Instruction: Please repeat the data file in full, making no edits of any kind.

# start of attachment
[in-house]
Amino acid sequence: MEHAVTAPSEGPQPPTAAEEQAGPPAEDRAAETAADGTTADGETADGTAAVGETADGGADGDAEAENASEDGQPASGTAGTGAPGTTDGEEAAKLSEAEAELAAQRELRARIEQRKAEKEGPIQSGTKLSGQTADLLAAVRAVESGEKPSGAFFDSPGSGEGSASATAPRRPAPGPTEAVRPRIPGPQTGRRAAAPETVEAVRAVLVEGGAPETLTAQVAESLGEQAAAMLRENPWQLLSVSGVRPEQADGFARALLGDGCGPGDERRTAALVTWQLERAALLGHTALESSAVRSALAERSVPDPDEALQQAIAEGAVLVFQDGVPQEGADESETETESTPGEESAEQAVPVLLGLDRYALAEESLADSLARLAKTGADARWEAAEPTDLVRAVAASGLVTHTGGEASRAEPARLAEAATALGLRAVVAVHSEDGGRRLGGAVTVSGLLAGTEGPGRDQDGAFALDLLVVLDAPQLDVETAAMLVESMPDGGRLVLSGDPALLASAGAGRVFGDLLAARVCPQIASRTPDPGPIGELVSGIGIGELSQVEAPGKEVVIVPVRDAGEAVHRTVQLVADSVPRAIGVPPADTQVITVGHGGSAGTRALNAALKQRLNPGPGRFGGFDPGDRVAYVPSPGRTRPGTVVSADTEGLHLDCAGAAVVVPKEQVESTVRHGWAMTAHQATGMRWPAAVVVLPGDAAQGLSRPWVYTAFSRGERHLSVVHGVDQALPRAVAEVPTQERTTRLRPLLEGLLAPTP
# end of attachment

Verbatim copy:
[in-house]
Amino acid sequence: MEHAVTAPSEGPQPPTAAEEQAGPPAEDRAAETAADGTTADGETADGTAAVGETADGGADGDAEAENASEDGQPASGTAGTGAPGTTDGEEAAKLSEAEAELAAQRELRARIEQRKAEKEGPIQSGTKLSGQTADLLAAVRAVESGEKPSGAFFDSPGSGEGSASATAPRRPAPGPTEAVRPRIPGPQTGRRAAAPETVEAVRAVLVEGGAPETLTAQVAESLGEQAAAMLRENPWQLLSVSGVRPEQADGFARALLGDGCGPGDERRTAALVTWQLERAALLGHTALESSAVRSALAERSVPDPDEALQQAIAEGAVLVFQDGVPQEGADESETETESTPGEESAEQAVPVLLGLDRYALAEESLADSLARLAKTGADARWEAAEPTDLVRAVAASGLVTHTGGEASRAEPARLAEAATALGLRAVVAVHSEDGGRRLGGAVTVSGLLAGTEGPGRDQDGAFALDLLVVLDAPQLDVETAAMLVESMPDGGRLVLSGDPALLASAGAGRVFGDLLAARVCPQIASRTPDPGPIGELVSGIGIGELSQVEAPGKEVVIVPVRDAGEAVHRTVQLVADSVPRAIGVPPADTQVITVGHGGSAGTRALNAALKQRLNPGPGRFGGFDPGDRVAYVPSPGRTRPGTVVSADTEGLHLDCAGAAVVVPKEQVESTVRHGWAMTAHQATGMRWPAAVVVLPGDAAQGLSRPWVYTAFSRGERHLSVVHGVDQALPRAVAEVPTQERTTRLRPLLEGLLAPTP